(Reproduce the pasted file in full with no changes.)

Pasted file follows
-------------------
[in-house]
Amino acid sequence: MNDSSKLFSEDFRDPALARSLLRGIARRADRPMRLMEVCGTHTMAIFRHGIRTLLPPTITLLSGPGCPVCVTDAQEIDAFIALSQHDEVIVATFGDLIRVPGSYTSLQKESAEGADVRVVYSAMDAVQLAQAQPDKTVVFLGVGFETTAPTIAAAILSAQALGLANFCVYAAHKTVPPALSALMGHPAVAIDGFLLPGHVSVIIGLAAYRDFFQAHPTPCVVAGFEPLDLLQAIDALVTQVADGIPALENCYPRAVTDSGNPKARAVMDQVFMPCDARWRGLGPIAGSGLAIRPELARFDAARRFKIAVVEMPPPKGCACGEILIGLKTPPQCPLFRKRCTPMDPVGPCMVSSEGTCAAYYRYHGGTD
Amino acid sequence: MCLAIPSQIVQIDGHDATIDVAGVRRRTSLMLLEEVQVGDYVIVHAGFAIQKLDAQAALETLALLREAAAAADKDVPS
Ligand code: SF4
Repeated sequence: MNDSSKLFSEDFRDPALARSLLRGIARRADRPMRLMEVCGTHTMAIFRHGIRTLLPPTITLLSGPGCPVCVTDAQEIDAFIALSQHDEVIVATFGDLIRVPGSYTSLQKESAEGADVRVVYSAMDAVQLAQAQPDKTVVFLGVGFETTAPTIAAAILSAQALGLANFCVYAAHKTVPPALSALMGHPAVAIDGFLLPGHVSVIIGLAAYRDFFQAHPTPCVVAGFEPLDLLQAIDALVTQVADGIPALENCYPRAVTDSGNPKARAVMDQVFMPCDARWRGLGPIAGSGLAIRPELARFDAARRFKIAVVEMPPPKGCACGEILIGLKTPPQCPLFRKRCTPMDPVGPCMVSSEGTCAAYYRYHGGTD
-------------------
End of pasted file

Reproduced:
[in-house]
Amino acid sequence: MNDSSKLFSEDFRDPALARSLLRGIARRADRPMRLMEVCGTHTMAIFRHGIRTLLPPTITLLSGPGCPVCVTDAQEIDAFIALSQHDEVIVATFGDLIRVPGSYTSLQKESAEGADVRVVYSAMDAVQLAQAQPDKTVVFLGVGFETTAPTIAAAILSAQALGLANFCVYAAHKTVPPALSALMGHPAVAIDGFLLPGHVSVIIGLAAYRDFFQAHPTPCVVAGFEPLDLLQAIDALVTQVADGIPALENCYPRAVTDSGNPKARAVMDQVFMPCDARWRGLGPIAGSGLAIRPELARFDAARRFKIAVVEMPPPKGCACGEILIGLKTPPQCPLFRKRCTPMDPVGPCMVSSEGTCAAYYRYHGGTD
Amino acid sequence: MCLAIPSQIVQIDGHDATIDVAGVRRRTSLMLLEEVQVGDYVIVHAGFAIQKLDAQAALETLALLREAAAAADKDVPS
Ligand code: SF4
Repeated sequence: MNDSSKLFSEDFRDPALARSLLRGIARRADRPMRLMEVCGTHTMAIFRHGIRTLLPPTITLLSGPGCPVCVTDAQEIDAFIALSQHDEVIVATFGDLIRVPGSYTSLQKESAEGADVRVVYSAMDAVQLAQAQPDKTVVFLGVGFETTAPTIAAAILSAQALGLANFCVYAAHKTVPPALSALMGHPAVAIDGFLLPGHVSVIIGLAAYRDFFQAHPTPCVVAGFEPLDLLQAIDALVTQVADGIPALENCYPRAVTDSGNPKARAVMDQVFMPCDARWRGLGPIAGSGLAIRPELARFDAARRFKIAVVEMPPPKGCACGEILIGLKTPPQCPLFRKRCTPMDPVGPCMVSSEGTCAAYYRYHGGTD